Where on earth did yuo hear you need to replace the stock cooler for 'extreme gaming'? Thats just wrong in my experience. For much in the way of overclocking, yeah, the stock coolers from intel or AMD arent great, but at stock speeds, you should be fine.

BTW, asus has been making 'coporate' motherboards for dell, compaq, HP et all for years now. Thats why they moved into making prebuilt boxxen, they have the experience at making cut-down boards.

After that, its obvious that my favourite manufacturer is buying parts from whoever has the best deal at the time, and building it myself.

I dont use laptops, so I dont have to worry about that. Its a pity the OCZ (and some others) 'DYI laptops' disappeared, they tended to be better quality than most of the other laptops. (I dont use them, but I've built a few, and repaired a lot more)

well, for the stock cooler, i have been told by many people (usually sales people, lol) that a stock cooler isnt really meant to cool for the newest/intensive games. i never really needed it, nor did i 'need' a second case fan or power supply upgrade, but i like to side with caution. melt my processor or graphics card.. 200 bucks each, mess up ram or harddrive, at least 100 bucks. im poor :( so i figured id get some preventative components at tax time while i had the money, rather than 'maybe' something break a time when i couldnt replace it and be left with a computer that i cant use at all til i got money.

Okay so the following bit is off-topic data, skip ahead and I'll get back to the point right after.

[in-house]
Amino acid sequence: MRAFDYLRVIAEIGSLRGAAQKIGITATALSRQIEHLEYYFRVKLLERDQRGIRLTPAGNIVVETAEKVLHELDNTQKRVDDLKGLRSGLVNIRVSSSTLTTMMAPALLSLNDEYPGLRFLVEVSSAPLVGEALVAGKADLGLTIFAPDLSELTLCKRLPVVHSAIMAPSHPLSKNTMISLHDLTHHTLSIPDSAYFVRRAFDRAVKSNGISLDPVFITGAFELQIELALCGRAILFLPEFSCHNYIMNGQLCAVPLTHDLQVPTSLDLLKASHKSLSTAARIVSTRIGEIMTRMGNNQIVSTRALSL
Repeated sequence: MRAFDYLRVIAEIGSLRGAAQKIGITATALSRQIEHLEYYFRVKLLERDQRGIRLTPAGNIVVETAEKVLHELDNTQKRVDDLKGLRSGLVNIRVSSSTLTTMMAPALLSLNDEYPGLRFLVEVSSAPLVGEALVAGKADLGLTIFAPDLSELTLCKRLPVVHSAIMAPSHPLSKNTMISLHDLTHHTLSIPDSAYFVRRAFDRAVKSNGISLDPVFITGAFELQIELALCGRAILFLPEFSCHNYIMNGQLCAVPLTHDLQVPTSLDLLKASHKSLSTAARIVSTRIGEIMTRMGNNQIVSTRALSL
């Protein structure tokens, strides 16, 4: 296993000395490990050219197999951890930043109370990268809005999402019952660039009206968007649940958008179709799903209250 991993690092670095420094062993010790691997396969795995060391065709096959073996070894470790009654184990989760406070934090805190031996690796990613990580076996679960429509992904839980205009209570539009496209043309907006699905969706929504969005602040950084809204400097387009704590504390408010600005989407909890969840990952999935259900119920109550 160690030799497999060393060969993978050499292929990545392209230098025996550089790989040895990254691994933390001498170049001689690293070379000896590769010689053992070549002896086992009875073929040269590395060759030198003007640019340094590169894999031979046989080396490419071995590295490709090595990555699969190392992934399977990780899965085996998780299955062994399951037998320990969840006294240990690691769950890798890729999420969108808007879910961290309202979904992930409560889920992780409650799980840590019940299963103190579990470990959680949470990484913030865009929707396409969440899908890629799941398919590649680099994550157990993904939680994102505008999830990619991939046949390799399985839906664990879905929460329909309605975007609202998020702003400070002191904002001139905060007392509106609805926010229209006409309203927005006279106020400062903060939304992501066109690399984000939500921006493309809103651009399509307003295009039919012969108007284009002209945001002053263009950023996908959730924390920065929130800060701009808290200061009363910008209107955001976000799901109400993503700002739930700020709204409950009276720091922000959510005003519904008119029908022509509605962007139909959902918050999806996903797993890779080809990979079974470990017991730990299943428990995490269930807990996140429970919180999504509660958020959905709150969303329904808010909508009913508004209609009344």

as far as the board, you are correct with the 'cut down' board. it is a lower version of the rampage 2 extreme, with sli being disabled on the board. ive heard you can flash the bios to fix that, but its in my 'scare-zone' and not something id attempt. sli is not something im interested in anyways. being bought over a year ago, my card still runs any new game at max, minus dx11 (the 400 series came out shortly after i bought this) i figure if one card can max it out with no troubles, whats a 2nd gonna do worth that much money? physx? can use an older card as a dedicated one. multi-screen.. too rich for me.